O'Sullivan v Noarlunga Meat Ltd

O'Sullivan v Noarlunga Meat Ltd,[1] was a case decided in the High Court of Australia regarding the scope of the trade and commerce power, under s 51(i) of the Australian Constitution, and inconsistency between Commonwealth and State laws, under section 109 of the Constitution.

O'Sullivan v Noarlunga Meat Ltd
Coat of Arms of Australia.svg
CourtHigh Court of Australia
Decided16 June 1954
Citation(s)[1954] HCA 29, (1954) 92 CLR 565
Case history
Appealed toPrivy Council
[1956] UKPC 24, [1957] AC 1;
[1956] UKPCHCA 4, (1956) 95 CLR 177
Subsequent action(s)O'Sullivan v Noarlunga Meat Ltd (No 2) [1956] HCA 9, (1956) 94 CLR 367
Case opinions
(3:3) The Commonwealth licensing system was inconsistent with the state licensing system (per Dixon CJ, Fullager & Kitto JJ; McTiernan, Webb & Taylor JJ dissenting) (3:3) Section 51(i) of the Constitution permits the Commonwealth to regulate the slaughter of meat for export (per Dixon CJ, Fullager & Kitto JJ; McTiernan, Webb & Taylor JJ dissenting)
Court membership
Judge(s) sittingDixon CJ, McTiernan, Webb, Fullagar, Kitto and Taylor JJ


Noarlunga Meat Ltd was charged with contravening the Metropolitan and Export Abattoirs Act 1936 (SA), s 52a, because it did not hold a State licence for slaughtering stock. All premises outside the metropolitan area "for the purpose of slaughtering stock for export as fresh meat in a chilled or frozen condition" were required to obtain a licence from the State Agriculture Minister. However, the defendant company was registered under the Commerce (Meat Export) Regulations (Cth). Regulation 4B prohibited the exportation of meat unless an export permit had been granted, and regulation 5 required that all premises used for the slaughter of meat to be registered.

The defendant company argued that the State act was invalid by virtue of inconsistency with the Commonwealth regulations, which is dealt with in s 109 of the Constitution.


Trade and commerce powerEdit

The Commonwealth has the power to make laws with respect to "trade and commerce with other countries, and among the States", as per s 51(i) of the Constitution. This power authorises the prohibition of the export of certain commodities, and by extension the prohibition of commodities with certain restrictions. Regulation 4B is therefore within its power.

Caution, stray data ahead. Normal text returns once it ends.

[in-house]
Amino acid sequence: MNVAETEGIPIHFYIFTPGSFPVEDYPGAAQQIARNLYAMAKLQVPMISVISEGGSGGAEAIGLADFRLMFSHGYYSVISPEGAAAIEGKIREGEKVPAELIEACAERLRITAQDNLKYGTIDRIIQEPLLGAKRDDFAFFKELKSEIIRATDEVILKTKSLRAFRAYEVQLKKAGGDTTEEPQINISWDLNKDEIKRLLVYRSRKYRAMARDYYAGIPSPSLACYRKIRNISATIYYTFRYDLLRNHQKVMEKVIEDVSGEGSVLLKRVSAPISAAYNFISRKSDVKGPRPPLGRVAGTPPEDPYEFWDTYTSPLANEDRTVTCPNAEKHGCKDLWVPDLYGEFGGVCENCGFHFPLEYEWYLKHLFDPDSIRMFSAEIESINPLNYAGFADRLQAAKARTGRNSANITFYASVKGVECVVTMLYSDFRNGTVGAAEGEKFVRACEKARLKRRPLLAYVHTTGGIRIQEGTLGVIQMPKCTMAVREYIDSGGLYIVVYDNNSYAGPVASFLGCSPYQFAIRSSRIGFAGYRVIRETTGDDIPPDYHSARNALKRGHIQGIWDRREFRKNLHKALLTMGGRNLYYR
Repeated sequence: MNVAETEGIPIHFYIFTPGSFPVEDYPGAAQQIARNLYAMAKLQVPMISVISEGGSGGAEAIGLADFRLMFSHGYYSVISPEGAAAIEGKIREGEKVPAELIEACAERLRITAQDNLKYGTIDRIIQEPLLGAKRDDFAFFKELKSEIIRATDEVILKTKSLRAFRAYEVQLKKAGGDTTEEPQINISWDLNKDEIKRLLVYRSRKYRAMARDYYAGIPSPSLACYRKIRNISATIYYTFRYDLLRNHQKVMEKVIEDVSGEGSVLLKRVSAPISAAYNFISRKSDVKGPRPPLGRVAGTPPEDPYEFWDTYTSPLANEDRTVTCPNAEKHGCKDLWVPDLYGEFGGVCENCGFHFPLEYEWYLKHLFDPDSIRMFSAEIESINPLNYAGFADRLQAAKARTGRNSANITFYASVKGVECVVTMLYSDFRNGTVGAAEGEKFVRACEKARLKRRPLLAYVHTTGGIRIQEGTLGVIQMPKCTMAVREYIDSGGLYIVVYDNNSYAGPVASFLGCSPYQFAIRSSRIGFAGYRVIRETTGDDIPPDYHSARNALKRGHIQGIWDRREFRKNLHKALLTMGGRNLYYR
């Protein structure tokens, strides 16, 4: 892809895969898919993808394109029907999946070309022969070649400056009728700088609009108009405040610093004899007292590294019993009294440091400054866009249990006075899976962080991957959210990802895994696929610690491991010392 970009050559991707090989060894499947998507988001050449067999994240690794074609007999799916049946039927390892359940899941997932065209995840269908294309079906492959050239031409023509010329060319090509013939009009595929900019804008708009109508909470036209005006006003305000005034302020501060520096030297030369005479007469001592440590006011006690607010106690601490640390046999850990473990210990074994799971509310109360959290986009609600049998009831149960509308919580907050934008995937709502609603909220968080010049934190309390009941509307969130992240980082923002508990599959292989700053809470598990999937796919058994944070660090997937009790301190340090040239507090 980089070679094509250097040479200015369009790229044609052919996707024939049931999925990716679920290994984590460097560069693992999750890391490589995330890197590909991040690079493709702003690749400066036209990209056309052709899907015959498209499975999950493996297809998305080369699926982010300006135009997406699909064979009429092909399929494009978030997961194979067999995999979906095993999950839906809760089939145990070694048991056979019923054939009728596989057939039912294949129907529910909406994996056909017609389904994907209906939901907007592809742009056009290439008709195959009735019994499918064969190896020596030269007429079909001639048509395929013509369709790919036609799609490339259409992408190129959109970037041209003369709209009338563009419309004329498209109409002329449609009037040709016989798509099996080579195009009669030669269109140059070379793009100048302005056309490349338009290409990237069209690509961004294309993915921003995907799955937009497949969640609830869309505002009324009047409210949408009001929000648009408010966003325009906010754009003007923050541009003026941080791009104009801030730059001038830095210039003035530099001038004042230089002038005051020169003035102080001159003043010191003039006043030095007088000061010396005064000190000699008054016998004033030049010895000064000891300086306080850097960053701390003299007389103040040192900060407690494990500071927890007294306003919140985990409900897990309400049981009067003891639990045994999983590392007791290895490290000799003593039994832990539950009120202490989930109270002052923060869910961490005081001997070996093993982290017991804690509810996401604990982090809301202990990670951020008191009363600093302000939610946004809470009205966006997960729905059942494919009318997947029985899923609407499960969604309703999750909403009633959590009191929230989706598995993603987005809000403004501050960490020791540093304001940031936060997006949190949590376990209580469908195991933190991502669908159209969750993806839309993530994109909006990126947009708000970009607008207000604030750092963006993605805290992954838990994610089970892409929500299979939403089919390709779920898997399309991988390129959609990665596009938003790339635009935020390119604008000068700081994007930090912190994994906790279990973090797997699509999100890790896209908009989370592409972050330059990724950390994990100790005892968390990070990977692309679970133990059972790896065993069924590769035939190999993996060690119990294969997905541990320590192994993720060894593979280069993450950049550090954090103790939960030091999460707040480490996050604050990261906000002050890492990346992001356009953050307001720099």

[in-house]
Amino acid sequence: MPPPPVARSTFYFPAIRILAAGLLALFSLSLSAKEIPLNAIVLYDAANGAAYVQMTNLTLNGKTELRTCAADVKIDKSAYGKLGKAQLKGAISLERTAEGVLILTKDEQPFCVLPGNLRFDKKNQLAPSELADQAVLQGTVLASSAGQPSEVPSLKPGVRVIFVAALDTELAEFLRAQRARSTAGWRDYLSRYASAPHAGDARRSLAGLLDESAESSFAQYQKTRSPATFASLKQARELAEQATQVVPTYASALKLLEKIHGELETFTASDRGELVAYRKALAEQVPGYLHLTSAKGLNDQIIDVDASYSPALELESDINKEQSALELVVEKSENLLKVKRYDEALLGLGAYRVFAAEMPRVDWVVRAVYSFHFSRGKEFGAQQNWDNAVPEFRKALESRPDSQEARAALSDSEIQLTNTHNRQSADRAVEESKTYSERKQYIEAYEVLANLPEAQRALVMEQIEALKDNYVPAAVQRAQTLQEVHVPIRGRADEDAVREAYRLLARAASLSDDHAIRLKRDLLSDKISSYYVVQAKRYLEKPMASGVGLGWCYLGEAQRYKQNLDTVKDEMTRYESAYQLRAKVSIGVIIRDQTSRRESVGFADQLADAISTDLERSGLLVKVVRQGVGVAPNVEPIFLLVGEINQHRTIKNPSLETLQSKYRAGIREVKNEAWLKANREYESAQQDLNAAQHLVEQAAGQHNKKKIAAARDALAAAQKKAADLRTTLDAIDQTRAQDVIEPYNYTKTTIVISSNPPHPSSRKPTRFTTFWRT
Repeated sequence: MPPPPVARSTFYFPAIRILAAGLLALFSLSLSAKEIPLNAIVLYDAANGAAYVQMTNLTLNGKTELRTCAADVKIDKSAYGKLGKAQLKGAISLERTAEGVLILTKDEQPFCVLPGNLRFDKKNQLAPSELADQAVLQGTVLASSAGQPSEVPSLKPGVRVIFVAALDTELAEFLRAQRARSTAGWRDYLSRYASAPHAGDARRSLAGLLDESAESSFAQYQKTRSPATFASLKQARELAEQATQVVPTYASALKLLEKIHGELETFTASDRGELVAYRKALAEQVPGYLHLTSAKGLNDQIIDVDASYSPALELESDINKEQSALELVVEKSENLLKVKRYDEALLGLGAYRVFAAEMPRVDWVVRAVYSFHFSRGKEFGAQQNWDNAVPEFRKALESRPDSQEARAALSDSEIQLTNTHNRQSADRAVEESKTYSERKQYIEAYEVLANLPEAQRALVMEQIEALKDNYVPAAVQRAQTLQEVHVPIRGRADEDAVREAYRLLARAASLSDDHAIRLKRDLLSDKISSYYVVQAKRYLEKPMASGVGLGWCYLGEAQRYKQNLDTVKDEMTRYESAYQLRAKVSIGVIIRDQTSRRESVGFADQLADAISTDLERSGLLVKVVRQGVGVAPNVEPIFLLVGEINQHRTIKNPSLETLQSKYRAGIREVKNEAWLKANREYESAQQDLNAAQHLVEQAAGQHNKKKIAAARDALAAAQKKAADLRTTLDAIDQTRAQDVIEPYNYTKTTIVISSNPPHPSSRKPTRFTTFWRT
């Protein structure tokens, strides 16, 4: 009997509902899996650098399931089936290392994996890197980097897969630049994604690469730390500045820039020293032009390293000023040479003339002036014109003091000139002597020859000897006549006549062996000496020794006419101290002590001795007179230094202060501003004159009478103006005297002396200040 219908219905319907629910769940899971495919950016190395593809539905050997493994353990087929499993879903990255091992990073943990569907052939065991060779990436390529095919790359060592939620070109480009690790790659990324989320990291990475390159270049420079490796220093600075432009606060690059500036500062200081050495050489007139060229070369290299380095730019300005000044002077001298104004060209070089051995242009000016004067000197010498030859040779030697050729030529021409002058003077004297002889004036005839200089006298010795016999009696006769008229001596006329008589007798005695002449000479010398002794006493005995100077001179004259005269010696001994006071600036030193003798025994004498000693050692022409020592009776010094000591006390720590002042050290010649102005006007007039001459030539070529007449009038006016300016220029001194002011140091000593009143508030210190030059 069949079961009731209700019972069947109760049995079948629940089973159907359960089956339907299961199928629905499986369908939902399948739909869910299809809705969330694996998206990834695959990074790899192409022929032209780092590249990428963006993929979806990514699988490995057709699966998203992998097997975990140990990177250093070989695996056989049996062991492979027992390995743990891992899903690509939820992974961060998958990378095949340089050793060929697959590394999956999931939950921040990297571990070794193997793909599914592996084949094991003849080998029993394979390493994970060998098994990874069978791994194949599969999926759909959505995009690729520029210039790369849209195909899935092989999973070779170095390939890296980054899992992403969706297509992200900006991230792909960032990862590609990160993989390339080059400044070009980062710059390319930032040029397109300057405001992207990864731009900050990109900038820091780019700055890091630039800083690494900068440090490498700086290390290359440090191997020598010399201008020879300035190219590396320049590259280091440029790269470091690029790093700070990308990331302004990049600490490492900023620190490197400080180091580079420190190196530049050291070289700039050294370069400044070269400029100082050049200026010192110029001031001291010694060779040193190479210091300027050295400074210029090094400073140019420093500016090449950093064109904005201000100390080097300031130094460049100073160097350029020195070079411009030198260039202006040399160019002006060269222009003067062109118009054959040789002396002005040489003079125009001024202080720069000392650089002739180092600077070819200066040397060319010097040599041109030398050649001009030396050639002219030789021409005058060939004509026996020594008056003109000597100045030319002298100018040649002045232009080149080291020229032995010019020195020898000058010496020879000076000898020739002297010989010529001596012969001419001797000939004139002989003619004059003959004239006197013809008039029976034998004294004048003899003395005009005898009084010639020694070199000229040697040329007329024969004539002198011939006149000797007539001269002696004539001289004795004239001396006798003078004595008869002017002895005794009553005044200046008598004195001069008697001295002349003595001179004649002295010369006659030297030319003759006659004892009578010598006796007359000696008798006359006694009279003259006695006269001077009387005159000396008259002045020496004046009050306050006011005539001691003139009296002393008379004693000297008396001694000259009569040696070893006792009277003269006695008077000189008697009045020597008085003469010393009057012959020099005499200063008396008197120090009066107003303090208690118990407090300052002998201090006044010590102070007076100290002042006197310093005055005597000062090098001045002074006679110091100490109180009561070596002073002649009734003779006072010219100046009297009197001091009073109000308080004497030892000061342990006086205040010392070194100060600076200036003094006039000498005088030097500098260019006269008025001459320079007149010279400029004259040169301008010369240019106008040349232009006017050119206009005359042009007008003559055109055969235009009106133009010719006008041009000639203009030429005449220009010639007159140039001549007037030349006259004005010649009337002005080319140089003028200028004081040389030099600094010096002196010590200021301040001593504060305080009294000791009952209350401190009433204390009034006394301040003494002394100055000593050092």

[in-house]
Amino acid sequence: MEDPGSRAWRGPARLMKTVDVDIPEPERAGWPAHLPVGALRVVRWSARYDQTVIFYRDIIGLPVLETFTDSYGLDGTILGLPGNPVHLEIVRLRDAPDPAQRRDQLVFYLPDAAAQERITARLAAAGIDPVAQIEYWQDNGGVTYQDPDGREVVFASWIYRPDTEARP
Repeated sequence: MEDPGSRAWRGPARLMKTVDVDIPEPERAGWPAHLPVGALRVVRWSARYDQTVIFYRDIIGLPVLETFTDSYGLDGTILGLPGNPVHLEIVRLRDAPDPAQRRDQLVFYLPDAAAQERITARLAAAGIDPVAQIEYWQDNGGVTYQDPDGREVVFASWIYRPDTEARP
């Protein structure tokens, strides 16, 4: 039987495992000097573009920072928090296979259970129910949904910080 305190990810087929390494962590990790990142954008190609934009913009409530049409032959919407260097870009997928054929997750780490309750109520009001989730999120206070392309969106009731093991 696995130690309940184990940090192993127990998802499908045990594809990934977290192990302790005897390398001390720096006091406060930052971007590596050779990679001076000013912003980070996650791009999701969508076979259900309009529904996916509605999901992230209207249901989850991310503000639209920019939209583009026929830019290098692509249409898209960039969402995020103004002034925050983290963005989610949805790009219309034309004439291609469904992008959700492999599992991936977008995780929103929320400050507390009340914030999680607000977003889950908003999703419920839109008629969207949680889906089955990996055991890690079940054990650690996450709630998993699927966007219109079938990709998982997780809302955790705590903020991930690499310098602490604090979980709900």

Regulation 5 does not fall under the direct head of power. Instead, it falls within the implied incidental power, which was best expressed in D'Emden v Pedder (1904) 1 CLR 91 at p 110. Fullagar J, with whom Dixon CJ and Kitto J concurred, stated that the Commonwealth may control any steps leading to the export itself (generally labelled as "production") that may affect "beneficially or adversely" Australia's export trade. This includes provisions to control the quality of meat being exported, which may involve regulation of such stages as packaging and handling. In fact, it may be necessary to "enter the factory or the field or the mine" to secure Australia's export industry.

In general regulation of production may occur where there is an objectively different method of production between meat destined for home and foreign consumption, but Fullager J was clear in restricting the application of the principle to the specific factual circumstances at hand.


Fullagar J noted that it was possible to obey both sets of laws simultaneously, by acquiring both State and Commonwealth licenses. However, it was his opinion that the regulations expressed an intention to "completely and exhaustively" cover the field with regards to the regulation of such premises; he found the detailed regulations compelling in this regard. Furthermore, the State law would have acted to deny the rights granted by a certificate obtained under the Commonwealth regulations.

The court was split 3-3. As this was a stated case and not an appeal, the decision of the Chief Justice prevailed,[2] in what is sometimes described as a statutory majority.[3]


In June 1955 the Privy Council gave special leave to appeal except in relation to the constitutional powers of the Commonwealth and the States. The High Court subsequently refused to issue a certificate under section 74 of the Constitution.[4] The Privy Council held that the question of whether laws were inconsistent involved the application of section 109 of the Constitution and did not involve a question in relation to the constitutional powers of the Commonwealth and the States. The Privy Council approved the decision of the statutory majority, particularly the judgment of Fullager J and dismissed the appeal.[5]

See alsoEdit


  1. ^ O'Sullivan v Noarlunga Meat Ltd [1954] HCA 29, (1954) 92 CLR 565 (17 December 1954), High Court.
  2. ^ Judiciary Act 1903 s23 as amended by the Judiciary Act 1912.
  3. ^ Milne v Federal Commissioner of Taxation [1976] HCA 2, (1976) 133 CLR 526 at p. 533 per Barwick CJ.
  4. ^ O'Sullivan v Noarlunga Meat Ltd (No 2) [1956] HCA 9, (1956) 94 CLR 367 (2 March 1956), High Court
  5. ^ O'Sullivan v Noarlunga Meat Ltd [1956] UKPC 24, [1957] AC 1; [1956] UKPCHCA 4, (1956) 95 CLR 177 (4 July 1956), Privy Council (on appeal from Australia).
  • Winterton, G. et al. Australian federal constitutional law: commentary and materials, 1999. LBC Information Services, Sydney.